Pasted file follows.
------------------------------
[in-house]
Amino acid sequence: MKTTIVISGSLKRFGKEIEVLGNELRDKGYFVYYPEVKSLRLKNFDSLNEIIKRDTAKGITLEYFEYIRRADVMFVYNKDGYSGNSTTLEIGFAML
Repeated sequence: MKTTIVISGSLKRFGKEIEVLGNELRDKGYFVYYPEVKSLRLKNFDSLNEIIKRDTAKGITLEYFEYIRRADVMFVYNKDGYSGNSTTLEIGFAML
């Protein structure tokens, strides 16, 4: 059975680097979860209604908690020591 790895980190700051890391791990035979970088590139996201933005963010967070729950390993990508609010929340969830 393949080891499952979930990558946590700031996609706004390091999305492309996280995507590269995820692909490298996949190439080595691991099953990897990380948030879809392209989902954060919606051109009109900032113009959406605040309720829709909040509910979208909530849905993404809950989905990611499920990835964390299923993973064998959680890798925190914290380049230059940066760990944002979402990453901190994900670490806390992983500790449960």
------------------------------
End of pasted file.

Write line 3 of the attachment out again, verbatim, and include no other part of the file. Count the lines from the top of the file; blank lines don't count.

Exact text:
Repeated sequence: MKTTIVISGSLKRFGKEIEVLGNELRDKGYFVYYPEVKSLRLKNFDSLNEIIKRDTAKGITLEYFEYIRRADVMFVYNKDGYSGNSTTLEIGFAML